Kovach and Rosenstiel outline information revolutions in the history of human civilization that reveal the repetitive pattern of the ways in which knowledge is shared, the power that media provides to those who have access to it and the difference and similarities of our current time to the past. Early man tells his story and expresses knowledge of his way of life and faith by painting with artistic illustrations and symbols on cave walls. Then development of written communication in 5000 B.C allowed knowledge to be preserved, more complex, and mobile.
Flash forward to 15th century Europe, literacy once reserved for society elites becomes available to the common man through Johannes Gutenberg’s advancement of printing technology. Prior to its development, reading was an expensive luxury. Though, with the spread of printing, written communication was made available to the general public and literacy grew among the lower and middle classes (Baran 2015). The Church and the Crown no longer had control over communication or the people who were freed to discover and spread new ideas. These new ideas lead to the rise of democracy (Baran 2015).
The emergence of social media in the mid-2000s is reminiscent of the 15th century printing press revolution. Similar to the printing press, social media is considered the democratization of media. The ease of access, lack of regulation and expeditious nature of social media facilitates freedom of speech and empowers groups not included in the mass media conversation. What is unique about the current information revolution is that mainstream media can also take advantage of the values of social media platforms:
…citizens have more voice, but those who would manipulate the public for political gain or profit-be it corporations or the government- have more direct access to the public as well (Kovach and Rosenstiel 2010, p.7 para2)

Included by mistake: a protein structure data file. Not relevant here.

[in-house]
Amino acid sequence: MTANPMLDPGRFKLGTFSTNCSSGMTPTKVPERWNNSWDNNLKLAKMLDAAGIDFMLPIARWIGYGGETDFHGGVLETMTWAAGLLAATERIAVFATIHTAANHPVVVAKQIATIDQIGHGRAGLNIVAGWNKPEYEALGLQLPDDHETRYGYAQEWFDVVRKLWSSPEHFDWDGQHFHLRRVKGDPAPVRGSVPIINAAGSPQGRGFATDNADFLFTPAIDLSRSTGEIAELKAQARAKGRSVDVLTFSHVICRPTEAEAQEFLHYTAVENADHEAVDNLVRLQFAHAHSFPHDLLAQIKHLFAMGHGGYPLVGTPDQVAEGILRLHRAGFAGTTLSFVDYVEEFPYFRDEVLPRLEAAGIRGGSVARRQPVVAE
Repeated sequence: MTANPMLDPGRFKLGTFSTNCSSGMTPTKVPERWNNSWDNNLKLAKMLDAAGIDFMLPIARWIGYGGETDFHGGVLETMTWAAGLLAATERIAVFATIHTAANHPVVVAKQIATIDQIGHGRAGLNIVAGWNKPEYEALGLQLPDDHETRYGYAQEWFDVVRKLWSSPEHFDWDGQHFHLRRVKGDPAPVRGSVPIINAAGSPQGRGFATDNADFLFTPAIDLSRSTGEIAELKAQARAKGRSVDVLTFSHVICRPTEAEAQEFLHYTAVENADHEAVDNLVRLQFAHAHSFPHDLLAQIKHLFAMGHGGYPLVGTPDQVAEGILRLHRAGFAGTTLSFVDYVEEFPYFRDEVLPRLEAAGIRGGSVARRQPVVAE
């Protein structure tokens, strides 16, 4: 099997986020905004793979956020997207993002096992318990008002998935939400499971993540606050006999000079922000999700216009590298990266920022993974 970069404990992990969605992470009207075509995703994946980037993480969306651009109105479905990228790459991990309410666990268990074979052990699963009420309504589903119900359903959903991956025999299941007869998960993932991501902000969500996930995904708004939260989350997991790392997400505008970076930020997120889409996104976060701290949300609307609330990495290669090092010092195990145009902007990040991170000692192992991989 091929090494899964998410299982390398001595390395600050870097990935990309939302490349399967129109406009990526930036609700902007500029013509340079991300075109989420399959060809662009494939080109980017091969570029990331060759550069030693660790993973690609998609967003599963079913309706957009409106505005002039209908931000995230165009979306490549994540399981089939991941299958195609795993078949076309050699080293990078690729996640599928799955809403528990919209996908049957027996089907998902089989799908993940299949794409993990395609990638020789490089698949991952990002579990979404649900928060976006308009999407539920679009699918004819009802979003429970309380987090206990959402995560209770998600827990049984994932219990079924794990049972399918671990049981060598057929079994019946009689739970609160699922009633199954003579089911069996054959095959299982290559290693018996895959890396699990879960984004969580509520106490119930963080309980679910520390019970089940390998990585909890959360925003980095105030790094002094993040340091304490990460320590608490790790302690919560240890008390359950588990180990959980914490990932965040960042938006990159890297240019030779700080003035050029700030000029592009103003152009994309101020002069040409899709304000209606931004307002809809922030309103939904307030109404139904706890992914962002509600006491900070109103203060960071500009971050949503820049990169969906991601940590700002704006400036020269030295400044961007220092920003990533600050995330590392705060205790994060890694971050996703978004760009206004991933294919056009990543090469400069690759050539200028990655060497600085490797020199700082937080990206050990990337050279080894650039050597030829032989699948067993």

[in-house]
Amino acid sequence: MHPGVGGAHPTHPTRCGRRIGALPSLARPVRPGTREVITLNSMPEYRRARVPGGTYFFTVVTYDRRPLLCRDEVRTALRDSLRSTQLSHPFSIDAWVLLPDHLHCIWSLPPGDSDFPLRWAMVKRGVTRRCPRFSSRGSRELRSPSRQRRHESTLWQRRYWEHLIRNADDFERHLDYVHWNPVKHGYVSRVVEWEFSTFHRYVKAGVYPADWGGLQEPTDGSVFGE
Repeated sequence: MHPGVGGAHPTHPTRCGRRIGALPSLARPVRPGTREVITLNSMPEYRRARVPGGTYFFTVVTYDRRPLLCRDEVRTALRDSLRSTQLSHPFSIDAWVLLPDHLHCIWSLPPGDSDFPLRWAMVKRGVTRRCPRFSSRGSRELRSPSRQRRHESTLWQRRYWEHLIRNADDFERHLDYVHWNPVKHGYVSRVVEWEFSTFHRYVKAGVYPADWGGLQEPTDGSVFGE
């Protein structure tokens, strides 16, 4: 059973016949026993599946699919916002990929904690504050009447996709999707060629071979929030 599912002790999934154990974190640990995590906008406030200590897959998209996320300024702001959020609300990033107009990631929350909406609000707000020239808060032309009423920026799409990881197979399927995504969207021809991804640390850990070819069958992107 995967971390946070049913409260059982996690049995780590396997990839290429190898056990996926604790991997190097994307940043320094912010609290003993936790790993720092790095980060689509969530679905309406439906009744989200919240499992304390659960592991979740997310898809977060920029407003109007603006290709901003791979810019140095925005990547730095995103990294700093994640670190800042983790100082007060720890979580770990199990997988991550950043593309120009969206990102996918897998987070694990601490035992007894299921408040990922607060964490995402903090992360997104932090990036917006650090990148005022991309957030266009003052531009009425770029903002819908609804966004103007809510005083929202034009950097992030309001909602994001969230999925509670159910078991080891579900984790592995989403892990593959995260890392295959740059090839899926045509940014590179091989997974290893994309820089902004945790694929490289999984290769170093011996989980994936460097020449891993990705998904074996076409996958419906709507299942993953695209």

Not only does the internet and social media provide a platform for all voices to be heard it is a place where knowledge seekers are able to get explanations on all levels of expertise (Gladstone 2012). Now more than ever, it is up to individuals to take responsibility for knowing what is true and what is not (Kovach and Rosenstiel 2010). As I am becoming more aware of news production conventions, developing media-literate skills and limiting my exposure to mass media, I find that the power of its influence on my beliefs and perspective of the world lessens. And although media tries to tell me how to think about something, the only power media has is the power I give it. Baran and Davis (n.d, p. 39 para 6) assert that “mass communication’s power resides in the uses that people make of it.”
Baran, S. J. (2015). Introduction to mass communication: Media literacy and culture (8th ed.).Boston, MA: McGraw-Hill.
Baran, S. J., & Davis, D. K. (n.d.). Chapter 2: Four eras of mass communication theory [Chapter]. In Mass communication theory (6th ed., pp. 22-40). Boston, MA: Wadsworth Cengage Learning. (page 32 omitted)
Curtis, A. (2012, June 23) Mass media influence on society. Mass Communication Department of University of North Carolina at Pembroke
Davis, S. (2012, September 7) Local Muslims talk about how 9/11 effected them. Newstimes.com. Retrieved from http://www.newstimes.com/local/article/Local-Muslims-talk-about-how-9-11-affected-them-2158025.php
Gladstone, B. (2012, February 17) The changing nature of the internet. Onthemedia.org. [Transcript] Retrieved from. http://www.onthemedia.org/story/187775-changing-nature-knowledge-internet-age/transcript/
Kovach, B., & Rosenstiel, T. (2010). Blur: How to know what’s true in the age of information overload. New York: Bloomsbury
Peffley M., Shields, T. & Williams, B. (1996) The intersection of race and crime in television news stories: An experimental study. Political Communication. Volume 13, Issue 3, 3, DOI: 10.1080/10584609.1996.9963120